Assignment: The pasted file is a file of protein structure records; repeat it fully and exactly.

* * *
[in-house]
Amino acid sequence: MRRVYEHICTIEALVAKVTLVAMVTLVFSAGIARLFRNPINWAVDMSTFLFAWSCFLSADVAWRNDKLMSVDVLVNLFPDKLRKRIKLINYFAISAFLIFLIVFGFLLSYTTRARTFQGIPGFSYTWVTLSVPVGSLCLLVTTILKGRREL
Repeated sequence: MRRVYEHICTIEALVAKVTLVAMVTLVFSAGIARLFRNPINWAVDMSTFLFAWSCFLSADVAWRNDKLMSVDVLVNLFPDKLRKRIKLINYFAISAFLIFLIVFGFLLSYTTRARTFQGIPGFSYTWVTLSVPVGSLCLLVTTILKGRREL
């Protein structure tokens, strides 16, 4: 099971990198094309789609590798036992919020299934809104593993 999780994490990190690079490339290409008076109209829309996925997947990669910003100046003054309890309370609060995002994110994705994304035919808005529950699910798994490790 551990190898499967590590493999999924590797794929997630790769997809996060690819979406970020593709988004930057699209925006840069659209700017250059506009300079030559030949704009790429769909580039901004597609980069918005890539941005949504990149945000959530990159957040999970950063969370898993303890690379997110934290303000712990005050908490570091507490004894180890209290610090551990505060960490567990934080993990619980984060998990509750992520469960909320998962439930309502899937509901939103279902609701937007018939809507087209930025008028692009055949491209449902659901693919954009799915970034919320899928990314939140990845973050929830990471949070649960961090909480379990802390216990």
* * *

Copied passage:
[in-house]
Amino acid sequence: MRRVYEHICTIEALVAKVTLVAMVTLVFSAGIARLFRNPINWAVDMSTFLFAWSCFLSADVAWRNDKLMSVDVLVNLFPDKLRKRIKLINYFAISAFLIFLIVFGFLLSYTTRARTFQGIPGFSYTWVTLSVPVGSLCLLVTTILKGRREL
Repeated sequence: MRRVYEHICTIEALVAKVTLVAMVTLVFSAGIARLFRNPINWAVDMSTFLFAWSCFLSADVAWRNDKLMSVDVLVNLFPDKLRKRIKLINYFAISAFLIFLIVFGFLLSYTTRARTFQGIPGFSYTWVTLSVPVGSLCLLVTTILKGRREL
């Protein structure tokens, strides 16, 4: 099971990198094309789609590798036992919020299934809104593993 999780994490990190690079490339290409008076109209829309996925997947990669910003100046003054309890309370609060995002994110994705994304035919808005529950699910798994490790 551990190898499967590590493999999924590797794929997630790769997809996060690819979406970020593709988004930057699209925006840069659209700017250059506009300079030559030949704009790429769909580039901004597609980069918005890539941005949504990149945000959530990159957040999970950063969370898993303890690379997110934290303000712990005050908490570091507490004894180890209290610090551990505060960490567990934080993990619980984060998990509750992520469960909320998962439930309502899937509901939103279902609701937007018939809507087209930025008028692009055949491209449902659901693919954009799915970034919320899928990314939140990845973050929830990471949070649960961090909480379990802390216990």